Eriksson’s rise to certifiable stardom on a team of generally plebeian achievements coincided with Boston’s rise to Cup contention. Now he is taking his reputation from a perennial playoff no-show to a team with its own collectively lofty expectations.
This would be a good time to underline one of the cautions on Eriksson’s scouting report from The Hockey News, which states that he “plays a somewhat passive game in all three zones, so he needs to keep the fire burning at all times.”
Does he have the adaptability to apply his skill set to the same effect as he did over three straight finishes in the 70-point range? Can he embrace his new environment through his actions during the season as much as he has through his words during the summer?
Assuming their arrangement with Jarome Iginla sticks, David Krejci and Milan Lucic will face the challenge of unwaveringly matching their new veteran ally’s motivation.
The 36-year-old Iginla came to New England via free agency for the self-explanatory purpose of pursuing the Stanley Cup. The younger two-thirds of the line may have a favorable playoff track record, particularly Krejci with his league-leading output in 2011 and 2013, but the preceding 82-game grind is another story.
Just to name a couple of examples of their unsavory hibernation habits, Lucic turned in seven pointless performances in a span of eight games in March 2013. He was later unproductive in eight out of 10 contests in April 2013.
Earlier, over December and January of 2010-11, Lucic had a seven-game scoreless skid and 10 pointless outings out of 11. Krejci overlapped that with eight unproductive outings in a span of 10, including five straight.
More recently, Krejci put forth seven pointless outings in the first eight games of 2011-12, a five-game skid in November, five out of six in December and a seven-game skid in February. He closed out the last regular season by sprinkling a sparse three points over 13 contests.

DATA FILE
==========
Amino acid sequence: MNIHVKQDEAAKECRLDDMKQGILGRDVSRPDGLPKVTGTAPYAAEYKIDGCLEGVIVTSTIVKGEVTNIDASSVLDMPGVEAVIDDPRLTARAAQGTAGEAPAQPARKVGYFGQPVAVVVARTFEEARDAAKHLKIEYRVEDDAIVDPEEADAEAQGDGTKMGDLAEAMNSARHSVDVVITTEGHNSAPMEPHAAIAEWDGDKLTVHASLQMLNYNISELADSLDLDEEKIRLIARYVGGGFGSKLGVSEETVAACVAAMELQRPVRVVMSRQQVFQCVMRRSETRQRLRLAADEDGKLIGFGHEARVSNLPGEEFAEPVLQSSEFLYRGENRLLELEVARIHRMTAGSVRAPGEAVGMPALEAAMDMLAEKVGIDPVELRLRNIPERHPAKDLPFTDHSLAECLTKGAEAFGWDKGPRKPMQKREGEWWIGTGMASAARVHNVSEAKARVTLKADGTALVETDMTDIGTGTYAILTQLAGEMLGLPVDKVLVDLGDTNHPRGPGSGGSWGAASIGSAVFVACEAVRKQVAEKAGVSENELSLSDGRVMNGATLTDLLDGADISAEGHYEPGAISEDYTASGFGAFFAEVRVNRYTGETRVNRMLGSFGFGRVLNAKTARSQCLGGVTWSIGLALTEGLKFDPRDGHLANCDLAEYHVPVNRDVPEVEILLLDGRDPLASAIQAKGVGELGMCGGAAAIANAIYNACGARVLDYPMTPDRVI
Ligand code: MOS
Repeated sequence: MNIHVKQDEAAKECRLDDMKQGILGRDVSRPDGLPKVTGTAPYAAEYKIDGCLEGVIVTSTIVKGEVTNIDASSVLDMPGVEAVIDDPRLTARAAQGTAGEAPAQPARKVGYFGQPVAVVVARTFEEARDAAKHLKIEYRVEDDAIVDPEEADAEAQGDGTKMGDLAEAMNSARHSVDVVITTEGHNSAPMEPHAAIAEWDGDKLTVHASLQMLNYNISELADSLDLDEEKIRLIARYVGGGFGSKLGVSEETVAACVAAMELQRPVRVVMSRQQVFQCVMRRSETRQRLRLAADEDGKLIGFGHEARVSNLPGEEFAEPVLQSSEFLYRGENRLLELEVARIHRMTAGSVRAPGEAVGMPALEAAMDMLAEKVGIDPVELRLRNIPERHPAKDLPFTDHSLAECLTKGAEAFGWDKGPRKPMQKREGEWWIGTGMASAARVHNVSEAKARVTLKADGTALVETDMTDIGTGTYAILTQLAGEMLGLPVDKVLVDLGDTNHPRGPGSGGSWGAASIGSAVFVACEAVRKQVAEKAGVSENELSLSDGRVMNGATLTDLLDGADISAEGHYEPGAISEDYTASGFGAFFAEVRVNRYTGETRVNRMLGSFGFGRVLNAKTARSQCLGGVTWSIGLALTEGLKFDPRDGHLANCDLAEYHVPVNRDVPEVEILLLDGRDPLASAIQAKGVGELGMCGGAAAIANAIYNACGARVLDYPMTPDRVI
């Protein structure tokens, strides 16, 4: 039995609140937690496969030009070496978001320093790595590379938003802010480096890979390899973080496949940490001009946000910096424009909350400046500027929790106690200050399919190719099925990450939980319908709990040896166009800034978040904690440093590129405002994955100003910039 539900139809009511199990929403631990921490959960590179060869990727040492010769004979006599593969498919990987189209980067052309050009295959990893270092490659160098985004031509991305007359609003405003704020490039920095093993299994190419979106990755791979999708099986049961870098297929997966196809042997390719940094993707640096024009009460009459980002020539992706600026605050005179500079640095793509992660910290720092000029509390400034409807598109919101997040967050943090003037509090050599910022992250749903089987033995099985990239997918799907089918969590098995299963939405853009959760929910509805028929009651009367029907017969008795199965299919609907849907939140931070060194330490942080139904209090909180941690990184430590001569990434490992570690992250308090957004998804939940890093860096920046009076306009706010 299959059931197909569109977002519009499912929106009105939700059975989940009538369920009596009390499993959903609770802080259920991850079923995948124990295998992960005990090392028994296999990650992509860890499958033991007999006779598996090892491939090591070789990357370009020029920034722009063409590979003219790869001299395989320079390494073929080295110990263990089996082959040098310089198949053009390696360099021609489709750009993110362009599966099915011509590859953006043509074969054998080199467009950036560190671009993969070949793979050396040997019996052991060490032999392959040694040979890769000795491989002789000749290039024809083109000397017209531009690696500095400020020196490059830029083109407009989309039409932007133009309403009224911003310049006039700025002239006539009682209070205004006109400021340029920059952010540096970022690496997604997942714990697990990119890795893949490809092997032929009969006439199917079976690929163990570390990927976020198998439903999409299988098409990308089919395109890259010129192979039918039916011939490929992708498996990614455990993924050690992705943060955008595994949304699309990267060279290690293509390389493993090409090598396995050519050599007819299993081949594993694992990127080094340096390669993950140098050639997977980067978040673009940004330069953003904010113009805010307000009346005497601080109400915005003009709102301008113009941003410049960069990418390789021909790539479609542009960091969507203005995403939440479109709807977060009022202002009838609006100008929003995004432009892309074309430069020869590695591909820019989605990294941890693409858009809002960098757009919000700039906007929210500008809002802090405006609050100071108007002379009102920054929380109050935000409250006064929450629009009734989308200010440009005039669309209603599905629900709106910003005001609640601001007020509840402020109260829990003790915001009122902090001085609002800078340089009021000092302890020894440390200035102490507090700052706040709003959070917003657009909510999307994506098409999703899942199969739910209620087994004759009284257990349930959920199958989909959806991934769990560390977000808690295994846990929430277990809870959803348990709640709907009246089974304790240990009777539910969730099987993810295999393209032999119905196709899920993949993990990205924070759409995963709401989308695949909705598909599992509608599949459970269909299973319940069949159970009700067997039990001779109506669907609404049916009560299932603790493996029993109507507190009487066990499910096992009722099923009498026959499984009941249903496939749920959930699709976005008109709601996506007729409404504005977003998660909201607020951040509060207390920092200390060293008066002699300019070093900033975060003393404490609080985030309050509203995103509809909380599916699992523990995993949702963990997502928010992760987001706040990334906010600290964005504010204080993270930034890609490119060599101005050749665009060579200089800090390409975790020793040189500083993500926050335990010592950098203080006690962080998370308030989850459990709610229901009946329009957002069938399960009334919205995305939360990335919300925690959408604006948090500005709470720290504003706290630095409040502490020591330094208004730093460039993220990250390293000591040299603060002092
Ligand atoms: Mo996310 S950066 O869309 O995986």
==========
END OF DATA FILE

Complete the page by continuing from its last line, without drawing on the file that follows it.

A little more consistency from that unit in those stretches could have made the difference in Boston’s losing cause to Montreal in the Northeast Division derby. Their placement didn’t hurt the Bruins in the 2013 playoffs, but with the new alignment and playoff format, there will be less room for error in the regular season going forward.
Tuukka Rask’s busiest regular season since coming to North America was in 2008-09, when he scraped the blue paint for the Providence Bruins 57 times and made one appearance in Boston.
His first season as the clear-cut No. 1 netminder with a full-length 82-game schedule will likely come with no fewer than 57 or 58 starts. Given the modicum of proven options to serve as his backup, his workload could easily spill into the middle of the 60s.
For what it’s worth, Rask did accrue 58 outings between mid-January and mid-June of 2013, with 36 in the regular season and 22 in the postseason. He happened to retain a .929 save percentage in the regular season and .940 in the postseason, and he kept his goals-against average at exactly two or lower in both.
In addition, Rask has a cumulative regular-season transcript of 138 games played, a 2.15 GAA and .927 save percentage.
Still, Rask will not cement his status as a dependable elite until he has turned in numbers in that range over a six-month saga against the broadest possible variety of competition.
Remember: Boston did not face any Western Conference goaltenders or strike forces last year until it met Chicago in the Stanley Cup Finals.
How will Rask fare when he is answering the majority of the calls while the team logs 29 stickers on its suitcase? That may be the most glaring of all of his unanswered questions.